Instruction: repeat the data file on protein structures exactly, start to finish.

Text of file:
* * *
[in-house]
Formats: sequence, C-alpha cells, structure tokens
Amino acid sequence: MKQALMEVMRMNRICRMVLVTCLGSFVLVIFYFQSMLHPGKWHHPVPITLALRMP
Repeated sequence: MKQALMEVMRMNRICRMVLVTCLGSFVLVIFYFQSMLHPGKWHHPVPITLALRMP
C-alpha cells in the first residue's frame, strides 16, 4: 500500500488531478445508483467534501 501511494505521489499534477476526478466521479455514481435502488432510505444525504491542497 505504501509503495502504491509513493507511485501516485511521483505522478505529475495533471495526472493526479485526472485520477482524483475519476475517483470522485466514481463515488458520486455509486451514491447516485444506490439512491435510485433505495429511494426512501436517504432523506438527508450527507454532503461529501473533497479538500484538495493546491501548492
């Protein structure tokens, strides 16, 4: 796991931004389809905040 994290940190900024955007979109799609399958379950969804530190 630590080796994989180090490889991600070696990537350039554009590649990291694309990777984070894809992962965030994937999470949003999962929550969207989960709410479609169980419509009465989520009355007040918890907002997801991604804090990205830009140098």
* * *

[in-house]
Formats: sequence, C-alpha cells, structure tokens
Amino acid sequence: MKQALMEVMRMNRICRMVLVTCLGSFVLVIFYFQSMLHPGKWHHPVPITLALRMP
Repeated sequence: MKQALMEVMRMNRICRMVLVTCLGSFVLVIFYFQSMLHPGKWHHPVPITLALRMP
C-alpha cells in the first residue's frame, strides 16, 4: 500500500488531478445508483467534501 501511494505521489499534477476526478466521479455514481435502488432510505444525504491542497 505504501509503495502504491509513493507511485501516485511521483505522478505529475495533471495526472493526479485526472485520477482524483475519476475517483470522485466514481463515488458520486455509486451514491447516485444506490439512491435510485433505495429511494426512501436517504432523506438527508450527507454532503461529501473533497479538500484538495493546491501548492
């Protein structure tokens, strides 16, 4: 796991931004389809905040 994290940190900024955007979109799609399958379950969804530190 630590080796994989180090490889991600070696990537350039554009590649990291694309990777984070894809992962965030994937999470949003999962929550969207989960709410479609169980419509009465989520009355007040918890907002997801991604804090990205830009140098």